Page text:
Cleaning Tips, Guides & Resources

Mop Like a Pro: The Comprehensive Guide

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Mopping is typically the last task on the list when cleaning your house, and perhaps, one of the most satisfying cleaning chores. There’s something about washing your floor, and seeing stains disappear right before your eyes that excites a lot of people! That, of course, goes along with the end result - a super clean and gleaming floor! Knowing the best practice to mop your specific type of floor will save you from having to hire a regular cleaning service.

Sadly, some of you may not relate to the sheer satisfaction and excitement of a well mopped floor simply because you are doing it wrong. Whether it’s the type of mop, cleaning product, or technique that is wrong, you will not get a desirable cleaning result until you learn how to mop the floor correctly. If you haven’t already guessed, it all starts with understanding what type of flooring you are working with.

Can I Mop All Floors the Same Way?

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The short answer is - no; however, there are a few floor types that have similar cleaning methods, and also use the same cleaning solution (especially for basic washing or mopping of the floor). With that said, it’s important to note that many types of flooring have unique cleaning requirements.

By using tools and products that are suitable for a specific type of material, you eliminate the risk of damaging the floor while achieving the best result. This is particularly the case when dealing with stubborn floor stains or grime that tempt you to go straight to the most abrasive cleaning tool, or the harshest cleaning agent. However, unless recommended, you will only be doing your floor a disservice if you pick the wrong products/cleaners. In fact, you might just set yourself up to foot the bill for a costly floor repair service if you aren’t too careful.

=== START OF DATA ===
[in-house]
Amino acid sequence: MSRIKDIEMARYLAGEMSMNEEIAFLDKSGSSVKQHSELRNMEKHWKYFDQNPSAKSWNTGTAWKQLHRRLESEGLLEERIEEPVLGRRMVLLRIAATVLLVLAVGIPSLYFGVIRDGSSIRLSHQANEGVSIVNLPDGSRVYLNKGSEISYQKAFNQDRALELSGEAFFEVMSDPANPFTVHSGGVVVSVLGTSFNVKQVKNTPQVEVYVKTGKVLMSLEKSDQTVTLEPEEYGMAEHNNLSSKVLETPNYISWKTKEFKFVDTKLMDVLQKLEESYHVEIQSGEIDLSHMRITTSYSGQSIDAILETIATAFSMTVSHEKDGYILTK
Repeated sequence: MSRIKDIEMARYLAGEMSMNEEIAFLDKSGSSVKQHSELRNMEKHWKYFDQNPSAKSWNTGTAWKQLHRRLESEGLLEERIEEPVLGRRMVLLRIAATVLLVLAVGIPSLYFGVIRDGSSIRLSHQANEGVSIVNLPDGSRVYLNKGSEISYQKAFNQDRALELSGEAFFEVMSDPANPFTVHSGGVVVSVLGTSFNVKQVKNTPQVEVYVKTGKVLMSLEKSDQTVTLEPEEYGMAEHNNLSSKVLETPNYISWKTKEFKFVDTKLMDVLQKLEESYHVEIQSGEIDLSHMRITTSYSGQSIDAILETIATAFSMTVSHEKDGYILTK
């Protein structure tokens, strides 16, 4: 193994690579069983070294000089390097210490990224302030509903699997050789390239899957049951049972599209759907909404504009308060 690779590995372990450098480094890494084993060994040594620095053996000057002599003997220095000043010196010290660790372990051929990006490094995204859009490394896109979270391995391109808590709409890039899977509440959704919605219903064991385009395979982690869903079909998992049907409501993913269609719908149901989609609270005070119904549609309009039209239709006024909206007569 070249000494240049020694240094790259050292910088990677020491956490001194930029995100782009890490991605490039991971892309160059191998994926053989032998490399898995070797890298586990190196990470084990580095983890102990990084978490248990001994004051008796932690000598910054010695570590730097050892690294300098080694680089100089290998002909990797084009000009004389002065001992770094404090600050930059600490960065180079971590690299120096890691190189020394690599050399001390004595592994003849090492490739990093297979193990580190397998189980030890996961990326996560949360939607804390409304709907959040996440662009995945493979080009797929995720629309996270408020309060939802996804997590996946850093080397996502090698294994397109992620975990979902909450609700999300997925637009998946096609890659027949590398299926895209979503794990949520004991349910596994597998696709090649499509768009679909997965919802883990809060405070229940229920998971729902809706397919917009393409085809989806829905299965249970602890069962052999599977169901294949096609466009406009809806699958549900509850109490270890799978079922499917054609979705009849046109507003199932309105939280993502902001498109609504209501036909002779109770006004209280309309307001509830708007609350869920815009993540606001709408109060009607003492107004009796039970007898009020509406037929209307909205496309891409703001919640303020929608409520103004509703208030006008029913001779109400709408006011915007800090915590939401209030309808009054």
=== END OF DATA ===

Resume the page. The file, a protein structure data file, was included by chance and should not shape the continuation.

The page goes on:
With that in mind, it certainly pays to learn how to mop your floor correctly which, in turn, goes a long way in maintaining its beautiful appearance and texture. 

The Importance of Cleaning Floors Before Mopping Them

The importance of cleaning floors before mopping them

Let’s be honest; most of us prefer the task of mopping over vacuuming or sweeping. It’s less tiring, quicker, and a lot easier than picking up dirt, dust, pet hair, fibres, and other common types of debris found inside a home. For this reason, it can be tempting to skip vacuuming or sweeping, and just mop your hard floor directly. In fact, some people actually do this when there isn’t much visible dirt on the floor. It’s a quick way to give floors a refresh, and keep it looking clean (even when in reality it isn’t).

The problem here is that, while sometimes fine debris isn’t visible to the naked eye, at least not unless you are inspecting the floor whilst on all fours, when there is loose dirt on the surface, mopping or dampening the debris will cause it to cling to the floor once it dries up. This leaves more visible, stubborn stains on the floor over time. 

On top of this, surface grit, when moved around with foot traffic, or by a mop, will leave fine scratches on hard flooring (especially those that don’t have a scratch-resistant finish). So, the bottom line is that all hard floors must be cleaned to remove loose debris, and then mopped for a squeaky clean and damage-free result.

How to Mop Different Types of Flooring

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Today, we’re looking at some of the most common types of flooring found in both residential and commercial properties, and sharing the specific mopping requirements for each of them. This will include the preferred type of mop head material, the safest and most effective cleaning solution to use, and the correct mopping technique to get better, faster, and cleaner results. 

So, let’s get started!

#1 Ceramic & Porcelain Tiles

Although porcelain is more dense, and therefore less porous than ceramic, both of these clay-based materials are durable and water-resistant. In fact, they are the easiest, and least fussy when it comes to cleaning requirements. With that said, you shouldn’t use harsh cleaning agents on tiled ceramic or porcelain, or cleaning solutions that will discolour or damage the grout.

What You’ll Need:

  • Microfibre mop
  • 2 buckets
  • Water
  • Mild detergent
  • Microfiber cloth

You can find many mild floor cleaners available on the market, however, if you want to create a natural, homemade cleaning solution for ceramic or porcelain floor tiles,combine 1 gallon of hot water, ¼ cup baking soda (stirred and dissolved), ¼ cup distilled white vinegar, 1 tablespoon of liquid dish soap, and a few drops of your chosen essential oil. For a store-bought product, follow the dilution ratios mentioned on the label. Keep in mind that mild cleaning solutions work better on ceramic/porcelain tiles, and eliminate the need to rinse the floor more than once.